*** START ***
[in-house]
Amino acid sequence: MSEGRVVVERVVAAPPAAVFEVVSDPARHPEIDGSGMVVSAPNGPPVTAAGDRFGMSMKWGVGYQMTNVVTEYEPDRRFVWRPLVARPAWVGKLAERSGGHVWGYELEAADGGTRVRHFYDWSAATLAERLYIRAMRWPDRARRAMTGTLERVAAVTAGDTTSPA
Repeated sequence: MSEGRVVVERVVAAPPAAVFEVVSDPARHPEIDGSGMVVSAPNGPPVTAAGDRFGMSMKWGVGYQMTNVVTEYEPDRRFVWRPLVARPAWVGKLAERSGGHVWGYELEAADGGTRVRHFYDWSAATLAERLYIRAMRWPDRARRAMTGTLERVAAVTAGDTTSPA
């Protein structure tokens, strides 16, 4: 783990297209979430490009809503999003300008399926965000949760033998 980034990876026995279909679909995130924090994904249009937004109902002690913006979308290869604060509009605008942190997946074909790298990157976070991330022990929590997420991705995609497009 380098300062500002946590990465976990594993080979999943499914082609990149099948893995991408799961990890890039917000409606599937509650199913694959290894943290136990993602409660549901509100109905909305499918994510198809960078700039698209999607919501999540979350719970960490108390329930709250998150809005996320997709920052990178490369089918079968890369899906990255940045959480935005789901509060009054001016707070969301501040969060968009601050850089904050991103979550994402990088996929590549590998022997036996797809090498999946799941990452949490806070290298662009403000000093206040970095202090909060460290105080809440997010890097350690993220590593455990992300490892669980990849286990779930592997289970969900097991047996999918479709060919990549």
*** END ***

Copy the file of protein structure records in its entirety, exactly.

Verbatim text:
[in-house]
Amino acid sequence: MSEGRVVVERVVAAPPAAVFEVVSDPARHPEIDGSGMVVSAPNGPPVTAAGDRFGMSMKWGVGYQMTNVVTEYEPDRRFVWRPLVARPAWVGKLAERSGGHVWGYELEAADGGTRVRHFYDWSAATLAERLYIRAMRWPDRARRAMTGTLERVAAVTAGDTTSPA
Repeated sequence: MSEGRVVVERVVAAPPAAVFEVVSDPARHPEIDGSGMVVSAPNGPPVTAAGDRFGMSMKWGVGYQMTNVVTEYEPDRRFVWRPLVARPAWVGKLAERSGGHVWGYELEAADGGTRVRHFYDWSAATLAERLYIRAMRWPDRARRAMTGTLERVAAVTAGDTTSPA
């Protein structure tokens, strides 16, 4: 783990297209979430490009809503999003300008399926965000949760033998 980034990876026995279909679909995130924090994904249009937004109902002690913006979308290869604060509009605008942190997946074909790298990157976070991330022990929590997420991705995609497009 380098300062500002946590990465976990594993080979999943499914082609990149099948893995991408799961990890890039917000409606599937509650199913694959290894943290136990993602409660549901509100109905909305499918994510198809960078700039698209999607919501999540979350719970960490108390329930709250998150809005996320997709920052990178490369089918079968890369899906990255940045959480935005789901509060009054001016707070969301501040969060968009601050850089904050991103979550994402990088996929590549590998022997036996797809090498999946799941990452949490806070290298662009403000000093206040970095202090909060460290105080809440997010890097350690993220590593455990992300490892669980990849286990779930592997289970969900097991047996999918479709060919990549």